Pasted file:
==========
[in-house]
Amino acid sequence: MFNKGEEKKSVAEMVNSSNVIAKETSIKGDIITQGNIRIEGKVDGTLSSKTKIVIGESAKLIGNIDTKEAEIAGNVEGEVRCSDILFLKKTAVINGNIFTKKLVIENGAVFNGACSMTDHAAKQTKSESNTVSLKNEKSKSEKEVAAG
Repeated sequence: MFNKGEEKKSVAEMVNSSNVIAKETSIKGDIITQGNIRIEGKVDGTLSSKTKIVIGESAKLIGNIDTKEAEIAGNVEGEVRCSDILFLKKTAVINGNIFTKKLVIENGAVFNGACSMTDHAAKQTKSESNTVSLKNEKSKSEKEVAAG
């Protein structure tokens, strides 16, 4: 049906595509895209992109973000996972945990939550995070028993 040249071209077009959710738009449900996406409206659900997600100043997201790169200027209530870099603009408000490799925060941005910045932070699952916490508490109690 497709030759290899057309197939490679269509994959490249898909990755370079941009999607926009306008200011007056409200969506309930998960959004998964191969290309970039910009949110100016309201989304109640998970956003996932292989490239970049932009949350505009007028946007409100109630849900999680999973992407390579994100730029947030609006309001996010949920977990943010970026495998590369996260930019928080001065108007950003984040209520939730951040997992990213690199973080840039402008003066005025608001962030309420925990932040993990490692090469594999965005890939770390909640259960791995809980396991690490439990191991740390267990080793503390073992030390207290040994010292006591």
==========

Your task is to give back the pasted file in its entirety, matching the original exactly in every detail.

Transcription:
[in-house]
Amino acid sequence: MFNKGEEKKSVAEMVNSSNVIAKETSIKGDIITQGNIRIEGKVDGTLSSKTKIVIGESAKLIGNIDTKEAEIAGNVEGEVRCSDILFLKKTAVINGNIFTKKLVIENGAVFNGACSMTDHAAKQTKSESNTVSLKNEKSKSEKEVAAG
Repeated sequence: MFNKGEEKKSVAEMVNSSNVIAKETSIKGDIITQGNIRIEGKVDGTLSSKTKIVIGESAKLIGNIDTKEAEIAGNVEGEVRCSDILFLKKTAVINGNIFTKKLVIENGAVFNGACSMTDHAAKQTKSESNTVSLKNEKSKSEKEVAAG
């Protein structure tokens, strides 16, 4: 049906595509895209992109973000996972945990939550995070028993 040249071209077009959710738009449900996406409206659900997600100043997201790169200027209530870099603009408000490799925060941005910045932070699952916490508490109690 497709030759290899057309197939490679269509994959490249898909990755370079941009999607926009306008200011007056409200969506309930998960959004998964191969290309970039910009949110100016309201989304109640998970956003996932292989490239970049932009949350505009007028946007409100109630849900999680999973992407390579994100730029947030609006309001996010949920977990943010970026495998590369996260930019928080001065108007950003984040209520939730951040997992990213690199973080840039402008003066005025608001962030309420925990932040993990490692090469594999965005890939770390909640259960791995809980396991690490439990191991740390267990080793503390073992030390207290040994010292006591």